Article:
Tuesday, 1 August 2017

Investopedia: What is 'Return On Assets - ROA'?


Return On Assets - ROA

What is 'Return On Assets - ROA'

Return on assets (ROA) is an indicator of how profitable a company is relative to its total assets. ROA gives an idea as to how efficient management is at using its assets to generate earnings. Calculated by dividing a company's annual earnings by its total assets, ROA is displayed as a percentage. Sometimes this is referred to as "return on investment".

The formula for return on assets is:

Return On Assets (ROA)

Note: Some investors add interest expense back into net income when performing this calculation because they'd like to use operating returns before cost of borrowing.
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BREAKING DOWN 'Return On Assets - ROA'

Highest ROA Stocks in the S&P 500
    Symbol     ROA     Price
   
CBOE
    39.77%     94.53
   
MO
    36.23%     64.97
   
EBAY
    35.00%     35.73
Lowest ROA Stocks in the S&P 500
    Symbol     ROA     Price
   
CHK
    -28.97%     4.96
   
NFX
    -26.61%     28.73
   
PRGO
    -24.13%     74.92

ROA tells you what earnings were generated from invested capital (assets). ROA for public companies can vary substantially and will be highly dependent on the industry. This is why when using ROA as a comparative measure, it is best to compare it against a company's previous ROA numbers or the ROA of a similar company.

The assets of the company are comprised of both debt and equity. Both of these types of financing are used to fund the operations of the company. The ROA figure gives investors an idea of how effectively the company is converting the money it has to invest into net income. The higher the ROA number, the better, because the company is earning more money on less investment. For example, if one company has a net income of $1 million and total assets of $5 million, its ROA is 20%; however, if another company earns the same amount but has total assets of $10 million, it has an ROA of 10%. Based on this example, the first company is better at converting its investment into profit. When you really think about it, management's most important job is to make wise choices in allocating its resources. Anybody can make a profit by throwing a ton of money at a problem, but very few managers excel at making large profits with little investment.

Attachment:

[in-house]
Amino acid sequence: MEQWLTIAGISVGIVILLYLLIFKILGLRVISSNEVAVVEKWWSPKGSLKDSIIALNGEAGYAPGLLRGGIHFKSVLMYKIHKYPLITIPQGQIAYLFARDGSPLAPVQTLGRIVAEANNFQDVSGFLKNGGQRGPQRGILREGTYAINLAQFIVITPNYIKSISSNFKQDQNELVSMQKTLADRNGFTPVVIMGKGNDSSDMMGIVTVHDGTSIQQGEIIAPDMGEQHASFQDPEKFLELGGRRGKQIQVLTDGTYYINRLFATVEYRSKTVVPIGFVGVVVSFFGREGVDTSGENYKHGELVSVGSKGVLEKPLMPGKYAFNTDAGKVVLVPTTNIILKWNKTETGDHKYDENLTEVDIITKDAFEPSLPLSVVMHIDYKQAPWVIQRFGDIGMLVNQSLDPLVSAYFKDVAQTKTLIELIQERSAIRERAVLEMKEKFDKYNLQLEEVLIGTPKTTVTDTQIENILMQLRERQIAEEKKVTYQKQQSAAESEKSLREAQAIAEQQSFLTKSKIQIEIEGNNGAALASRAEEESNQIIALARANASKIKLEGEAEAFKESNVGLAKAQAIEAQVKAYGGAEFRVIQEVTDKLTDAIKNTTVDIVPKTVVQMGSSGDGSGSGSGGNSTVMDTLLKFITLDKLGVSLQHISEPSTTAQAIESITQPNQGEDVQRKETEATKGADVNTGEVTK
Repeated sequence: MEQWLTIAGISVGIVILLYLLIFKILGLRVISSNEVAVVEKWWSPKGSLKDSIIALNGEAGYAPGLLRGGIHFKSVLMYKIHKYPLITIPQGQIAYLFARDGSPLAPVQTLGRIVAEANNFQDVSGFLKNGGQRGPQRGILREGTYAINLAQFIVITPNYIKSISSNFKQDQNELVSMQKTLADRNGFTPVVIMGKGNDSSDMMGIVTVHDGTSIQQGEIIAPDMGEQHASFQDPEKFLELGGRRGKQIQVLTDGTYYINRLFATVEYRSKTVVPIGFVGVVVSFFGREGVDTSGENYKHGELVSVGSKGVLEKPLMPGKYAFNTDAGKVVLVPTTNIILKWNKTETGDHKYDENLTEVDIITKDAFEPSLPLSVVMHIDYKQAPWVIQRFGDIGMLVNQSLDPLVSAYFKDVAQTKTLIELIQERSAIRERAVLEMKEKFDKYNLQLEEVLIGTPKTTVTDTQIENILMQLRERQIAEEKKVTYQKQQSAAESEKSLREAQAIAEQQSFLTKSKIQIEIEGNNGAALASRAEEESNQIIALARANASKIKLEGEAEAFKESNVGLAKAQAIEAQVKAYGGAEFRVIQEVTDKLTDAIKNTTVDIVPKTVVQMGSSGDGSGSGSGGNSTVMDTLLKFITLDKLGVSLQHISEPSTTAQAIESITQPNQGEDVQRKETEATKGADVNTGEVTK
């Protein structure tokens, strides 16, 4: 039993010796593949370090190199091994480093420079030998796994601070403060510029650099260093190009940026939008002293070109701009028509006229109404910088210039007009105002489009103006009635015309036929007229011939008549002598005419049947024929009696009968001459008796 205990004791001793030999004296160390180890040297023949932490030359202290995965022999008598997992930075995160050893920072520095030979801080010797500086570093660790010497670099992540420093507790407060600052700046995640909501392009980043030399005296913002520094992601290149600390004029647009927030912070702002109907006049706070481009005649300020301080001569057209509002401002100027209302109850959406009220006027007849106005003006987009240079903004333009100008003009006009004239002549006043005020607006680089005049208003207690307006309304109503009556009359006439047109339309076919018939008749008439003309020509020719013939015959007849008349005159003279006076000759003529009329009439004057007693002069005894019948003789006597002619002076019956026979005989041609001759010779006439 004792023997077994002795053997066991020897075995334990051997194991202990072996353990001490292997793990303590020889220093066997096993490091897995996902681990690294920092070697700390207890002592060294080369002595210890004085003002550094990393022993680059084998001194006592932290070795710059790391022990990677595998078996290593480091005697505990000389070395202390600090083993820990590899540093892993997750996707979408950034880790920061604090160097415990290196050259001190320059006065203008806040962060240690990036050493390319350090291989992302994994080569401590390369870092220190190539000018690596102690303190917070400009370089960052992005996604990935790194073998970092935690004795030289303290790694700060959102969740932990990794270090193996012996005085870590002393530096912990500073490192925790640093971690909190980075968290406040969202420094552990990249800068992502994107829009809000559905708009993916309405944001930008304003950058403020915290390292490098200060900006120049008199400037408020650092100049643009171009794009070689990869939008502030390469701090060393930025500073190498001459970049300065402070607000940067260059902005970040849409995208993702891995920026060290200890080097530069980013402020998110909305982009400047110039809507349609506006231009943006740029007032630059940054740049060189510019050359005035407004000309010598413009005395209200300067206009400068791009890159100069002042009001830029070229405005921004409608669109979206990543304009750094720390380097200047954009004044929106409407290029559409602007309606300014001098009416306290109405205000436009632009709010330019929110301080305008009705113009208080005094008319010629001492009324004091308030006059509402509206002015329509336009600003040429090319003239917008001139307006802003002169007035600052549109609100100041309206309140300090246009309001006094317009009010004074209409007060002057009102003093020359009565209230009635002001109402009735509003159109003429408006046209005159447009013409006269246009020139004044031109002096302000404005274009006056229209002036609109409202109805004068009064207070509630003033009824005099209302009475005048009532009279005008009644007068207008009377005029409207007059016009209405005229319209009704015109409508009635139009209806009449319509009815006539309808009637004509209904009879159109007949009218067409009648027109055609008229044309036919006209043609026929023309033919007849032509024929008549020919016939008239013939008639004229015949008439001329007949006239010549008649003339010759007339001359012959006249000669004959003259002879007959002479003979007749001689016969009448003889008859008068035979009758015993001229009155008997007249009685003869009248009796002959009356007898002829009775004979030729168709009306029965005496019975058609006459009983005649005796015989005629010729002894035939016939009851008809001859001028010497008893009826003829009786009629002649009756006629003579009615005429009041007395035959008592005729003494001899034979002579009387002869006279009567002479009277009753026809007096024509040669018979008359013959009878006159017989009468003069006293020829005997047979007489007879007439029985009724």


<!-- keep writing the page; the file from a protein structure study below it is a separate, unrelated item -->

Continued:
Things to Remember

    The ROA is often referred to as ROI
    We add the interest expense to ignore the costs associated with funding those assets.

Are you ready to use ROA in your trading strategies? Check out -- ROA And ROE Give Clear Picture Of Corporate Health and Use ROA To Gauge Company’s Profits.
Next Up Rights of Accumulation - ROA

    Return On Assets - ROA
    Rights of Accumulation - ROA
    Cash Return On Assets Ratio
    Average Return
    Return
    Residual Dividend
    Calculated Intangible Value - CIV
    Profitability Ratios
    Capital Intensive
    Return On Assets Managed - ROAM

Rights of Accumulation - ROA
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A right that allows a shareholder to receive reduced sales charges when the amount of mutual funds purchased, plus the amount already held, equals an ROA breakpoint. In addition, there is no time limit on how long the mutual fund needs to be held to qualify for a ROA.
BREAKING DOWN 'Rights of Accumulation - ROA'

For example: You wish to buy $2,000 of Fund ABC with a sales charge of 5.50% to add to your existing $19,000 of the same fund in your account. Given that Fund ABC is linked to an ROA and that the breakpoint is $20,000, you would qualify for a reduced sales charge (i.e. 5.25%). Also, the entire purchase ($2,000) would qualify for the reduced sales charge and not just the amount in excess of $20,000.

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